Volunteering also releases Oxytocin, which is a bonding hormone that also reduces stress and lowers inflammation. This hormone makes you feel close and connected to others, which improves happiness and life satisfaction. This feeling of connectedness and care can greatly reduce anxiety, as volunteers feel secure in the fact that they have a support system to fall back on (RedRiver).

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How to start volunteering

Searching for volunteer opportunities is a fantastic start to your health and wellness journey! Before committing to a specific volunteer position, there are several factors to consider. It’s crucial to ensure a harmonious fit between your values and the organization’s mission, as well as to match your skills with an appropriate role. To find suitable opportunities, you can consult friends, explore dedicated volunteer opportunity websites, or research organizations of interest.

Some opportunities include:

Volunteering at your local library

Volunteering at your local library is a great way to help out your community without strenuous physical labor. You can help the library with tasks like shelving books, reading books to children, or even tutoring younger children. These activities can be enriching because you’re helping people learn, and it’s a big plus that the library is a calm environment.

Volunteering for a non-profit

If there is a specific non-profit or organization that you admire, reach out to their volunteer program or hiring team and ask to work as a volunteer! Offer to create content for their social media accounts, reach out to donors, or organize volunteer events. This is a great way to meet people within the organization and develop your professional skills.

Volunteering at a hospital

Volunteering at a hospital is perfect for those interested in going into the medical field. You can get a feel for the environment, gain insight into the lives of medical professionals, and most importantly lend a hand to hardworking doctors and nurses. Some ways you can help include restocking patient rooms, restocking inventory, and working as a receptionist.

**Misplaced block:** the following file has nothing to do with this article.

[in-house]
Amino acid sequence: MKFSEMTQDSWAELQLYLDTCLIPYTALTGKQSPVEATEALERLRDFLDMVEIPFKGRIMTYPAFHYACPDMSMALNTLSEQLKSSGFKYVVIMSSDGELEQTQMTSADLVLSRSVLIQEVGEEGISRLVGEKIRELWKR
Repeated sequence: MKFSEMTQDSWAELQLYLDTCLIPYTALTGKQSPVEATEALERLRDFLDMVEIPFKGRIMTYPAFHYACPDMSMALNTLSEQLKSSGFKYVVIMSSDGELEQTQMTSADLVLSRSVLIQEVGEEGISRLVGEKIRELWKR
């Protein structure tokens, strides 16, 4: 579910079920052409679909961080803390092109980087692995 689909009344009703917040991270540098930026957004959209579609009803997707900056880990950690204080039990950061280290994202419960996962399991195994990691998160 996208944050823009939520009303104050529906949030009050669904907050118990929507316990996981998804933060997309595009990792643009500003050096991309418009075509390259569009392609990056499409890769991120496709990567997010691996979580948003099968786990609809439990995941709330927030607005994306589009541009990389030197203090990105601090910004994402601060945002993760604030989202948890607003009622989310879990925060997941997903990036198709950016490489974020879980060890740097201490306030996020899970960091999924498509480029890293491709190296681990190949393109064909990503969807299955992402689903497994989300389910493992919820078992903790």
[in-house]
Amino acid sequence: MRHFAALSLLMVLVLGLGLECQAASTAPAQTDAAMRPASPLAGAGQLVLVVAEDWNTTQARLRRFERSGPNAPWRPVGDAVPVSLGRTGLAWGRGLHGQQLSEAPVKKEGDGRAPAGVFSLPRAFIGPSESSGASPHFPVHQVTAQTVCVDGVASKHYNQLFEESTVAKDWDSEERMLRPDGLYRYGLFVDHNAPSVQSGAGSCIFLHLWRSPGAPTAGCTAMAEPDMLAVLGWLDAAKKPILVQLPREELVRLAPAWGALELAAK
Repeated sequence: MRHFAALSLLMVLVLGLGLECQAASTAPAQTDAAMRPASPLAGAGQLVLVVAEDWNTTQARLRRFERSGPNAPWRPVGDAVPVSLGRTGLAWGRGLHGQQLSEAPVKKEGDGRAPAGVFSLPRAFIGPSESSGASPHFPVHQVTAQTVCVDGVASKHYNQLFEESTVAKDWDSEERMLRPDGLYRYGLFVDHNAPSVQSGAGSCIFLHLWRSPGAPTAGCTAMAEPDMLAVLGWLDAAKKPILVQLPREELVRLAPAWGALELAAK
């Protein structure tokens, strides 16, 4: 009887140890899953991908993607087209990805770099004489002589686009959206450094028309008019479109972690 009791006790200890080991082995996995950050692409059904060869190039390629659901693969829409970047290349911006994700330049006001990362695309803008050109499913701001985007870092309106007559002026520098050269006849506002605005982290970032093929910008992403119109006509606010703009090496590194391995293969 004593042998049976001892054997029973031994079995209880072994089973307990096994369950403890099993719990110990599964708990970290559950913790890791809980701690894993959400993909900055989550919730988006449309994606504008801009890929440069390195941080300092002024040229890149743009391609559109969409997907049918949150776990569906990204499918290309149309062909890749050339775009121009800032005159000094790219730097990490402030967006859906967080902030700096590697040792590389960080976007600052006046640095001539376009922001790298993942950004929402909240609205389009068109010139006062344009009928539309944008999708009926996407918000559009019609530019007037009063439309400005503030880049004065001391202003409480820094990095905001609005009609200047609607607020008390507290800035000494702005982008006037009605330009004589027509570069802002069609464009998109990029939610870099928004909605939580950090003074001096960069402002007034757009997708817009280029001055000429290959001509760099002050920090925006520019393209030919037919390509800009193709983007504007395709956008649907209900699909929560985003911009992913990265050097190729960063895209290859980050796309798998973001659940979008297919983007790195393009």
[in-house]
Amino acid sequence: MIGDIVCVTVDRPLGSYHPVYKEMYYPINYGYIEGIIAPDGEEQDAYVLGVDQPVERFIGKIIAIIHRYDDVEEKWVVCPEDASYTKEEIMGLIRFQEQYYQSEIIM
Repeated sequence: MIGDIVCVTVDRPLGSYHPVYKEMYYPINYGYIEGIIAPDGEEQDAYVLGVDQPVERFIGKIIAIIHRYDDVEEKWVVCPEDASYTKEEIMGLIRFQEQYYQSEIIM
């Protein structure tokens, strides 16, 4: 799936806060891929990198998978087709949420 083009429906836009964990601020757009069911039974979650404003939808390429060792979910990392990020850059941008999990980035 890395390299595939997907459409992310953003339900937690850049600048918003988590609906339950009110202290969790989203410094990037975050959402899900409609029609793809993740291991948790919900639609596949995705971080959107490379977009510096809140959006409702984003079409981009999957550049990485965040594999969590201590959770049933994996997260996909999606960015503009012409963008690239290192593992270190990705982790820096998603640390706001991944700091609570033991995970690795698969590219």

Volunteering at a homeless shelter

There are many ways to help the homeless in your community, and homeless shelters are always seeking volunteers! If you are interested in working in shelters, you can serve food and conduct headcounts of homeless individuals. If you want to connect homeless people to their nearest shelter, you can work for a street outreach program. If you would rather work solo, consider collecting and donating non-perishable food, feminine products, school supplies, books, etc.

Volunteering at a senior care center

Senior care centers are also always seeking volunteers to improve the quality of life of the elderly. Some tasks you could partake in include delivering meals to home-bound elderly and running errands (doing laundry, buying groceries, clothes shopping). You can also use any expertise you have to offer health and nutrition counseling. Consider hosting a dance or exercise class! You can even offer emotional counseling to seniors in need of a friend.

Volunteering at a beach cleanup

If you live near a beach, both you and your community will benefit from a cleaner environment. Consider volunteering at or organizing a beach cleanup! You and your friends can hangout, pick up trash, and feel good about bettering your environment. Beach cleanups also need people to donate bags, gloves, and shovels! You can even be the person who transports trash to a waste center. If you live in a state with a deposit return system, consider returning any plastic bottles and cans to a recycling center and donate the rewarded deposit money to an organization that works towards keeping our beaches clean.

Volunteering at an animal shelter

Calling all animal lovers! Working at an animal shelter is the perfect volunteer opportunity for you. You can opt to take care of the animals, including cleaning dishes, feeding animals, cleaning pens, etc. If you don’t want to get your hands dirty,  you can conduct operations and do office work for the shelter. There will most likely be adoption events you can volunteer at as well!

Get out there: volunteering is good for you!

Volunteering is a super great way to spend your time if you want to make an impact on a cause you care about, get active, and feel better all around. A great way to stay involved as a volunteer is to explore various volunteering opportunities and see which ones you enjoy the most! And don’t forget, the best volunteers are the consistent volunteers, so stay active within your community and encourage others to donate their time to a meaningful cause.